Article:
The other day, I went to a local landmark, the Grist Mill. Eons ago in the 1800s, it operated just as that, a grist mill. Joshua Chauvet who settled in Glen Ellen around 1850 started it. He opened a winery, the grist mill and a brickyard. Everyday, I am reminded of this entrepreneurial man, as his bricks decorate my home. And, they are surely gorgeous in a rustically historic way. Today, the grist mill is part of a darling little shopping village called Jack London Village. In it there are restaurants and even a chocolate shop which in my opinion is not to be missed. Across the way is Eric Ross winery, which is worth a visit. Try the Albarino, totally delicious.
Although the grist mill is no longer milling grains for bread,one can’t help but think of bread being made when walking around. From the large mill stones to the water wheel, there are reminders at every turn and even in the most unusual of places.
So, my particular visit was on an extremely hot afternoon around dinner time. I didn’t want to cook so opted for some Indian, Himalayan food. Yeti Restaurant is divine. While waiting for my order, I sat at the bar watching the chefs cook. An avid cook myself, I was most interested in seeing what they were doing. A round pillow really intrigued me. Then, the chef took a ball of dough, rolled it out. He moistened it with water and then grabbed the round pillow. The dough was wrapped around the round pillow. He then, placed it in a oven. A couple of minutes later, naan. The whole process was a dance, perfected in every-way. Sometimes, I wonder what Joshua Chauvet would have thought of such an international delicacy being made there.
My own bread making has room for improvement. Bread is such a complicated process. For those of you who bake, you know how finicky sourdough yeast can be, or how the smallest of variations can impact the taste of things. From sourdough baguettes to cinnamon rolls, I’ve had my share of baking trials. The latest was with cinnamon rolls for a church gathering. They literally took three days to make. And, two of the three batches were off. The dough was denser than usual. Something with the yeast or flour I think. Totally frustrated, I almost pitched them all and started anew at 10pm. But I decided to set aside my perfectionist side and just enjoy them as they were. They ended up being gobbled up in no time at all.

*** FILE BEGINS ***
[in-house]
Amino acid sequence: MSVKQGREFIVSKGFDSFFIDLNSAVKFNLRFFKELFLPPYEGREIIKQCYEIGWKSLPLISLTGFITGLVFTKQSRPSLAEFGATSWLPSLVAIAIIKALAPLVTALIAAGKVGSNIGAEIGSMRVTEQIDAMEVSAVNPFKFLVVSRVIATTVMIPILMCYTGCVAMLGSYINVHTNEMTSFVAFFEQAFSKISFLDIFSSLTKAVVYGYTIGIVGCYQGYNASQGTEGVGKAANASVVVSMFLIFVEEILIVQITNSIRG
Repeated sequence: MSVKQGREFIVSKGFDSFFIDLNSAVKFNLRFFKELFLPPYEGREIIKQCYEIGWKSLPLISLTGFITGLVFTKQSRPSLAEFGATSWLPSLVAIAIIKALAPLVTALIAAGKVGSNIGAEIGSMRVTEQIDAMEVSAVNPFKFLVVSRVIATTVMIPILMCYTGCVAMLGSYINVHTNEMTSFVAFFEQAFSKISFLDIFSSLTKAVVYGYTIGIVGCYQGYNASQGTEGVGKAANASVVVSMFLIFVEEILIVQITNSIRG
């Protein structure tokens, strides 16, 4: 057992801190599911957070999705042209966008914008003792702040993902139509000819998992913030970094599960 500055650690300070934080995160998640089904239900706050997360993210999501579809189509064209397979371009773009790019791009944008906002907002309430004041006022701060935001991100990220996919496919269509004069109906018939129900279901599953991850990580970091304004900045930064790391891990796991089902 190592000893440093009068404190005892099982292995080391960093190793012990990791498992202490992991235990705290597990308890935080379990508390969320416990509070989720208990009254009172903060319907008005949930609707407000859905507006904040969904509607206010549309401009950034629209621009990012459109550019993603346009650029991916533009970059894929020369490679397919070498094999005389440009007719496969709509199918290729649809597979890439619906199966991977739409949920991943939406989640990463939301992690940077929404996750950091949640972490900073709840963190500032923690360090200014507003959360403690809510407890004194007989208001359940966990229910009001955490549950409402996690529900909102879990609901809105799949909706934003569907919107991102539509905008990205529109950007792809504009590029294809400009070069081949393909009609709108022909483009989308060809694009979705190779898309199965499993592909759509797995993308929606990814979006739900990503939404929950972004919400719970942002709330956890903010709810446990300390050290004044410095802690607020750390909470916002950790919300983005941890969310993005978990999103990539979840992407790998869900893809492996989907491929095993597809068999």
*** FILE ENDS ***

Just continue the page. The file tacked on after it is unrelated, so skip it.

Having these experiences makes me appreciate the art of bread. And when I find the right loaf I appreciate it in every-way savoring its smell, texture and taste. The grist mill, the naan, a loaf from La Farine bakery in Oakland. All to be embraced. It’s like life. When things all work together and create something beautiful, its time to embrace it, memoralize it and remember it. Holding onto those times for other more challenging moments. And, when things don’t go as planned, like my cinnamon rolls, it’s time to reevaluate and potentially roll with it. For the good is what makes the bad bearable. It makes it worth it.
So, here’s to finding your perfect loaf. Cheers!